“I’m not teaching people anything new. I’m merely helping people remember what’s already within them and I feel it’s important to experience a deep connectedness with nature. When we experience a direct empathetic connection with another being we’re much more inclined to understand the perspective of that animal and the challenges it faces, particularly at the hands of humans and what we are doing to this planet.”
Anna opened a door to another world for me.
At dawn one perfect morning I’m meditating on a mountaintop and in a state of bliss as I sit with eyes closed, the rising sun gently warming me. Suddenly I feel a great wave of loneliness and longing engulf me. I’m yearning for the love and touch of family members. Hey, what’s going on? This isn’t me.
Opening my eyes, I discover a large male baboon is sitting nearby, staring out over the ocean and occasionally sneaking glances my way. He has blood and fresh wounds on his face and I receive an instant download. My unexpected early morning companion is a former alpha male who has been driven out of his troop by a younger and now dominant male. He’s become a loner and is longing for the touch and grooming that is part of everyday baboon society.
I feel his pain. I’m communicating heart-to-heart with another species.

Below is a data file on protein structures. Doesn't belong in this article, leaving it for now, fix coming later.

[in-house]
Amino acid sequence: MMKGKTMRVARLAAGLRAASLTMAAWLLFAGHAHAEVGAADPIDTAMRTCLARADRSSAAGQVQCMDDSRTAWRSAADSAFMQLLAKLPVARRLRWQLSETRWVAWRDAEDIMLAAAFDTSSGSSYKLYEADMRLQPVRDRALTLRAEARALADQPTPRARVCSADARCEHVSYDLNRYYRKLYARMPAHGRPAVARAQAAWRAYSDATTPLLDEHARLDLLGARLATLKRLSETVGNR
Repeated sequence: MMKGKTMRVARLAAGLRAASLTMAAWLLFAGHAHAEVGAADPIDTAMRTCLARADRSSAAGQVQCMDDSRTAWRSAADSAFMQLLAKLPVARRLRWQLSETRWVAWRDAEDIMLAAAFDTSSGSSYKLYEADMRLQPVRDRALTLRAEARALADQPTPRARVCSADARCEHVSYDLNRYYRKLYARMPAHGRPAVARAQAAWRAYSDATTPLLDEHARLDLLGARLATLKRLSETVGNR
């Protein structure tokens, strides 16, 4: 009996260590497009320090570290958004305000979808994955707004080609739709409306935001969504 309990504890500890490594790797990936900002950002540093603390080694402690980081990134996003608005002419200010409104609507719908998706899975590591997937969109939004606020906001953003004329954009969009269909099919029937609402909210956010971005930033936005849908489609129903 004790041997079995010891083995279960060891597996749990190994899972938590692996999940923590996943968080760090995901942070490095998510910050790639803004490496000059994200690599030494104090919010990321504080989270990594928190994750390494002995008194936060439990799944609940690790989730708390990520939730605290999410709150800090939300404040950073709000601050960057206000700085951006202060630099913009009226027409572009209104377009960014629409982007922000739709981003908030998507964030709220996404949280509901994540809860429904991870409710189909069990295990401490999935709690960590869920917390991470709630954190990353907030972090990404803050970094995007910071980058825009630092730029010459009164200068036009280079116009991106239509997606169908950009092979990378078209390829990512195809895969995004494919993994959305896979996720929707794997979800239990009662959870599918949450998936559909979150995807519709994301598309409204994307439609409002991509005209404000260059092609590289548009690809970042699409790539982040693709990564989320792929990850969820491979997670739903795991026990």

Some while later I’m engaged in a source to sea water walk in California from the snowmelt in the High Sierra Mountains to where the polluted Los Angeles River finally spills into the ocean.
I’m with other water protectors and we’re following the waterways, natural and man-made, as I increasingly feel that the river we’re shadowing has been robbed of its vitality and life-force.
What can we do to help, I silently ask and am surprised to receive an immediate answer? ‘You can help us to flow again,’ I’m told. Rounding a bend I see the waters have been dammed with an algae plume turning them a sickly green. Another answer pops into my mind: ‘You can love us back to life.’
I recall the work of Japanese researcher Masaru Emoto that demonstrates that water has consciousness and is impacted by the thoughts, intentions and prayers of humans.
That night I write a blog and my singer-songwriter friend Sarah Nutting creates a song. Although we’ve not spoken at all during the day, we discover our sentiments are the same and we’ve both named our creation ‘Trail of Tears!’ Wow, such synchronicity.
I vow to remain open to all possibilities and to be a loving bridge between humans and other realms. It’s early days and a work in progress. But I do feel I’m being gently nudged in the right direction.
Visit Anna Breytenbach’s YouTube channel for more information: https://www.youtube.com/c/AnimalSpirit